Mental health problems — most commonly depression, anxiety, and drug use — are some of the main causes of the overall disease burden worldwide. In fact, in the past week, it is estimated that one in six people have experienced an issue with their mental health.
It’s likely either you personally or someone close to you has come up against a mental health problem. But unfortunately, we are not always well equipped to know what to do or what to say.
Sometimes it will be obvious that someone is struggling, but other times the signs will be a lot more subtle. According to the Mental Health Foundation, sometimes you don’t actually need to know. more
Before Charles Miller got into the car he quickly popped a small tab of 25i — fake acid. It seemed that during the first eight holes of golf everything would be normal, but it wasn’t until after the ninth hole that yardsticks started moving out of nowhere and the fairway turned into a waving ocean. This was an uncomfortable high for Miller that led him to experience severe anxiety for months after, and he coped by drinking alcohol and popping Xanax for a year of his college life.
“I didn’t know if I was going to make it,” Miller, using a pseudonym to protect his identity, said.
The use of alcohol and illicit drugs is more common among young adults than any other age group, according to the Substance Abuse and Mental Health Services Administration. Illicit drugs originally focused on the use of marijuana among college students, but has recently incorporated the use and misuse of prescription, over-the-counter drugs and harder drugs such as LSD. The administration found that 1 in 17 full-time college students aged 18-22 met the criteria for a substance use disorder in 2015. more
For Cynthia Anders, battling drug withdrawal symptoms came in the form of a black box with a 3-D T-Rex covering.
It has been several weeks since she had possession of the box, but it became a colorful symbol of her ongoing recovery from opiate abuse.
The box was used to keep her prescriptions to buprenorphine, most commonly known by the brand name Suboxone. It is a method, some view as controversial, that uses an opioid to treat opioid addiction by weaning off the cravings. more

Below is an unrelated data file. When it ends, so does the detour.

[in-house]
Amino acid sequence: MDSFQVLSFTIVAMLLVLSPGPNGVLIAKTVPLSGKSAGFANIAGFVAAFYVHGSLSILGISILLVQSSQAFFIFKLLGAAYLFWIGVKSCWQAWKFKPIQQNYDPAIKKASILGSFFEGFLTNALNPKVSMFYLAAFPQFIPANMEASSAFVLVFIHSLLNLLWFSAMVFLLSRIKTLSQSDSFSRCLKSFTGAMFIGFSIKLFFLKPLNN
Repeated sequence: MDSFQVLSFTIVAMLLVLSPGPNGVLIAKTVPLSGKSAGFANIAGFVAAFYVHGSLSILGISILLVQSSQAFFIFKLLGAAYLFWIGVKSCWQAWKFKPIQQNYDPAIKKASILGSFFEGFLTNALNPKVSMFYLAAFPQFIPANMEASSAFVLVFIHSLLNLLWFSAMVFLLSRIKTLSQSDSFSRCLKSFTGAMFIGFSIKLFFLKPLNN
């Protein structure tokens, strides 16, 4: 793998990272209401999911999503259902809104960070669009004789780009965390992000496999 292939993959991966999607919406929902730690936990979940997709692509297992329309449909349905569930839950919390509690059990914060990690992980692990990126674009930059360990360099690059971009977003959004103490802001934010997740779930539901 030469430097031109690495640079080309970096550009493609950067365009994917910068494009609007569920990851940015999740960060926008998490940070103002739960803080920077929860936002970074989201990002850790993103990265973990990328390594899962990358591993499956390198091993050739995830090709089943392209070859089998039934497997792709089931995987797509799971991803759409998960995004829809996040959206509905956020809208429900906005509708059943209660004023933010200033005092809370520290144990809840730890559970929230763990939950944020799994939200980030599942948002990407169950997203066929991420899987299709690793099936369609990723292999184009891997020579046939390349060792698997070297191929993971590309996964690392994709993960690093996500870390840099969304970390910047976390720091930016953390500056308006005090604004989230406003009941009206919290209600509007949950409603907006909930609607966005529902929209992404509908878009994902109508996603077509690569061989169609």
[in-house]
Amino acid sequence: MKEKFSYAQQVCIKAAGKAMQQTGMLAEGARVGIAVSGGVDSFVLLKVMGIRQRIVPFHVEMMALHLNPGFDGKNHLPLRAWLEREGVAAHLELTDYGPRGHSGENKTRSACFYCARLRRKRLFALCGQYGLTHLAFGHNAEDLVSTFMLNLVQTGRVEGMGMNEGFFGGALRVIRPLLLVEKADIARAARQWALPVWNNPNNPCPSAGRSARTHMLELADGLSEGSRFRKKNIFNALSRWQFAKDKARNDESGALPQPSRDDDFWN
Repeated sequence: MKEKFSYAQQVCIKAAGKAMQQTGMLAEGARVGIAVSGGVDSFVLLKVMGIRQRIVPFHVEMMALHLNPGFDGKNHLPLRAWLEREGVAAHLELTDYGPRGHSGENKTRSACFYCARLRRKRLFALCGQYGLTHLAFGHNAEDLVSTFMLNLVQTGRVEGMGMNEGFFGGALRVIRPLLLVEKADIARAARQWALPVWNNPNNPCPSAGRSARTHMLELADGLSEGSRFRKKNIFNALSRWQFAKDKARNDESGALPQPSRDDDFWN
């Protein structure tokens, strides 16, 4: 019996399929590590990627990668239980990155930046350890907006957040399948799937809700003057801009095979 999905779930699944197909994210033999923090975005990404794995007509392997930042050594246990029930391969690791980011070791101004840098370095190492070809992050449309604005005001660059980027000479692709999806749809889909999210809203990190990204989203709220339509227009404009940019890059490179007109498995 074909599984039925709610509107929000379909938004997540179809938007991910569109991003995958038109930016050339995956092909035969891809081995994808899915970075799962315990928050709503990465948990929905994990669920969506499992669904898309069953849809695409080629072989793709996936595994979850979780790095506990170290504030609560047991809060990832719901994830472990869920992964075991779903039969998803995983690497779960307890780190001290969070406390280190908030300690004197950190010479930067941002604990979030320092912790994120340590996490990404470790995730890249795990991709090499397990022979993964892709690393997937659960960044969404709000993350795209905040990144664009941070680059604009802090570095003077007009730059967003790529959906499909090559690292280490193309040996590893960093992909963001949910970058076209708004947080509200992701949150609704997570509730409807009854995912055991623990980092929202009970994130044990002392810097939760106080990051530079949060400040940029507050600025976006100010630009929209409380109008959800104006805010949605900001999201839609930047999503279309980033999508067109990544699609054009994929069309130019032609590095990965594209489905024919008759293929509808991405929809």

“My biggest motivator is to pass that gift of hope and possibility on to others,” says one Minnesota Recovery Corps volunteer.
Minnesota is piloting a new program that’s harnessing the “people power” of AmeriCorps to support local addiction-recovery efforts.
Minnesota Recovery Corps (MRC), an offshoot of AmeriCorps, was launched in 2018. MRC volunteers (or “recovery navigators”) are deployed throughout the Twin Cities to help people who are new to addiction-recovery. more
OCD stands for obsessive-compulsive disorder, and it affects over 2 million men and women in the U.S. alone. While there does appear to be a genetic component to OCD, sometimes it occurs in the absence of a clear genetic history of the disorder.
In people with OCD, ritualized behaviors and intrusive thoughts interfere with daily activities. Ritualized activities may include hand-washing, cleaning, or checking that the stove is off repeatedly. Obsessions are intrusive thoughts that seem to play in a never-ending loop in the brain, and they are typically unpleasant thoughts that produce anxiety.
Unfortunately, people often make light of OCD by comparing, for example, their neatness with the disorder. However, OCD causes very real suffering. People with OCD are aware that their behaviors and fears are unreasonable, yet they still cannot control their need to perform them and do not experience the relief that normally comes with doing them. OCD and drug addiction frequently occur together. The compulsions of OCD and the compulsions of addictive behavior have many similarities. more